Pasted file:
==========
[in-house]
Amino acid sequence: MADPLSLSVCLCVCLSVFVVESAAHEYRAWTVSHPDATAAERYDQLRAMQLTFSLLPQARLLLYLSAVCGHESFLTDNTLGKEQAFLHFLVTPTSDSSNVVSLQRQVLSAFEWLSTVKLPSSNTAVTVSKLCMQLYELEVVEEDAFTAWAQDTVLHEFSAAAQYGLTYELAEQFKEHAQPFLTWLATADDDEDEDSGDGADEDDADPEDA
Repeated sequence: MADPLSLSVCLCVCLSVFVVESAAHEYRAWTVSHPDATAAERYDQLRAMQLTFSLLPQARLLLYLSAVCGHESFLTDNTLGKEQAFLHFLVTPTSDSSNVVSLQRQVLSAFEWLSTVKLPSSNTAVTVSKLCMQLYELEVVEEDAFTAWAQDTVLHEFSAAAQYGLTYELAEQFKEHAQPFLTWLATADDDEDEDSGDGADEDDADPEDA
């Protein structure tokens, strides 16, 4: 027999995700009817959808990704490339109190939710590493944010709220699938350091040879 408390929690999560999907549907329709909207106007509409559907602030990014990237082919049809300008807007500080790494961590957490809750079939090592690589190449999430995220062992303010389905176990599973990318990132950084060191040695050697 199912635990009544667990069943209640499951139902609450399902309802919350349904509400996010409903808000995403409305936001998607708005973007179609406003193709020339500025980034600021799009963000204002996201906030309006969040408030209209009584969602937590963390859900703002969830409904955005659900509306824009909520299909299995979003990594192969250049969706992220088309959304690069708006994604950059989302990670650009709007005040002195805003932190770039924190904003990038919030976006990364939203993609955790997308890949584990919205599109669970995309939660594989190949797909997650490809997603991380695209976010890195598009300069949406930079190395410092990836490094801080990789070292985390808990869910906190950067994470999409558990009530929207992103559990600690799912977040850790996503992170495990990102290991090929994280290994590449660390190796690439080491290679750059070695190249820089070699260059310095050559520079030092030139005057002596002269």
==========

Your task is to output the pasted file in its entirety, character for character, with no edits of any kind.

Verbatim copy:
[in-house]
Amino acid sequence: MADPLSLSVCLCVCLSVFVVESAAHEYRAWTVSHPDATAAERYDQLRAMQLTFSLLPQARLLLYLSAVCGHESFLTDNTLGKEQAFLHFLVTPTSDSSNVVSLQRQVLSAFEWLSTVKLPSSNTAVTVSKLCMQLYELEVVEEDAFTAWAQDTVLHEFSAAAQYGLTYELAEQFKEHAQPFLTWLATADDDEDEDSGDGADEDDADPEDA
Repeated sequence: MADPLSLSVCLCVCLSVFVVESAAHEYRAWTVSHPDATAAERYDQLRAMQLTFSLLPQARLLLYLSAVCGHESFLTDNTLGKEQAFLHFLVTPTSDSSNVVSLQRQVLSAFEWLSTVKLPSSNTAVTVSKLCMQLYELEVVEEDAFTAWAQDTVLHEFSAAAQYGLTYELAEQFKEHAQPFLTWLATADDDEDEDSGDGADEDDADPEDA
């Protein structure tokens, strides 16, 4: 027999995700009817959808990704490339109190939710590493944010709220699938350091040879 408390929690999560999907549907329709909207106007509409559907602030990014990237082919049809300008807007500080790494961590957490809750079939090592690589190449999430995220062992303010389905176990599973990318990132950084060191040695050697 199912635990009544667990069943209640499951139902609450399902309802919350349904509400996010409903808000995403409305936001998607708005973007179609406003193709020339500025980034600021799009963000204002996201906030309006969040408030209209009584969602937590963390859900703002969830409904955005659900509306824009909520299909299995979003990594192969250049969706992220088309959304690069708006994604950059989302990670650009709007005040002195805003932190770039924190904003990038919030976006990364939203993609955790997308890949584990919205599109669970995309939660594989190949797909997650490809997603991380695209976010890195598009300069949406930079190395410092990836490094801080990789070292985390808990869910906190950067994470999409558990009530929207992103559990600690799912977040850790996503992170495990990102290991090929994280290994590449660390190796690439080491290679750059070695190249820089070699260059310095050559520079030092030139005057002596002269």